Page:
Five years ago, we spoke about the role of Werther, and you said you regarded as “bigger than a typical lyric role” and that you would never sing it in a large house. You defined those “typical lyric roles” as Donizetti and early Verdi, especially Alfredo and the Duca di Mantua. Many of the roles you have added – Don Jose, Pinkerton and Rodolfo – are arguably “bigger than a typical lyric role”. Are you finding that your present voice has more weight than you were expecting to have in your mid- and late 30s?
SP: As you noticed in your review of my Los Angeles Opera Bohème [Review: A Beautifully Sung “La Boheme” with Saimir Pirgu and Marina Costa-Jackson – Los Angeles Opera, September 14, 2019], my voice has been developing in these past few years. This took place without losing the lyrical tenor flexibility and I am so glad it has happened. Five years ago I thought my vocal development towards such tenor roles as Gabriele Adorno in “Simon Boccanegra”, Riccardo in “Un ballo in maschera” and “Werther” would be slower, but my voice seems to respond earlier and quite successfully to this new repertoire. I still believe, and with this I follow on what I mentioned before, that if a role presents difficulties, it is not a problem to take a step back, but if it keeps giving successful results, one should proceed on the new path – always with caution and awareness – following his or her own natural vocal development either with repertoire choices and study.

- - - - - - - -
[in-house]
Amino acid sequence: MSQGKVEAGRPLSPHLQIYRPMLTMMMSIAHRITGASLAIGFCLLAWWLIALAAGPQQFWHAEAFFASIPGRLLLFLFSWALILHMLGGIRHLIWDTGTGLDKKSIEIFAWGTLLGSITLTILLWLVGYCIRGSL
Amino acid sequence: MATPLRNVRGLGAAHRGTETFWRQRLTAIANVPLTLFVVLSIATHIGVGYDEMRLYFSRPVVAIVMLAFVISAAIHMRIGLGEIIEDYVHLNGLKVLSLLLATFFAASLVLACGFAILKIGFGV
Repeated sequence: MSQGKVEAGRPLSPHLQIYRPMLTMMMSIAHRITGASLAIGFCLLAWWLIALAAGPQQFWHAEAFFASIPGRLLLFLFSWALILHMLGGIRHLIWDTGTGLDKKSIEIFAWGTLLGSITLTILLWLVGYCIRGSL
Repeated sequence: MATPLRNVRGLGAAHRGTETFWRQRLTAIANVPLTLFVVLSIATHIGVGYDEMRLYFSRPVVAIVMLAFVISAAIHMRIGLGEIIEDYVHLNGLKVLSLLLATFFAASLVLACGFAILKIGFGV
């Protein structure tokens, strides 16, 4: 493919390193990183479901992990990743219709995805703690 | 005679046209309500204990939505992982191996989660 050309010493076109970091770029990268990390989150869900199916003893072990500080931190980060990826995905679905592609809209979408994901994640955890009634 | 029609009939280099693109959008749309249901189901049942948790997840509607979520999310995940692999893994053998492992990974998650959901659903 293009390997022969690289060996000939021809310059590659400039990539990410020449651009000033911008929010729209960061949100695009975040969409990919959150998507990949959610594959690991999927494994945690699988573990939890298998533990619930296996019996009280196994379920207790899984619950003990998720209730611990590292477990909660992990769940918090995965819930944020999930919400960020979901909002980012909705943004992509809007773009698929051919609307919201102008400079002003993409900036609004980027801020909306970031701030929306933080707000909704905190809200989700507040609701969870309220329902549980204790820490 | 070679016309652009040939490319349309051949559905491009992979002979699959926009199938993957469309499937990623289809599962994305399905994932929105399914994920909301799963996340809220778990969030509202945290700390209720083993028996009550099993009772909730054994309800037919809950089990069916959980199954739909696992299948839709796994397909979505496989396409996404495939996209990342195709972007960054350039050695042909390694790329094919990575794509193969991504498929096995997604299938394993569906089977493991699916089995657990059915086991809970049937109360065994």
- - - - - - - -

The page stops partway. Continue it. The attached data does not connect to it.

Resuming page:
Wm: Thanks, again, for another informative conversation. I look forward to continuing these in the future.
SP: Thank you again!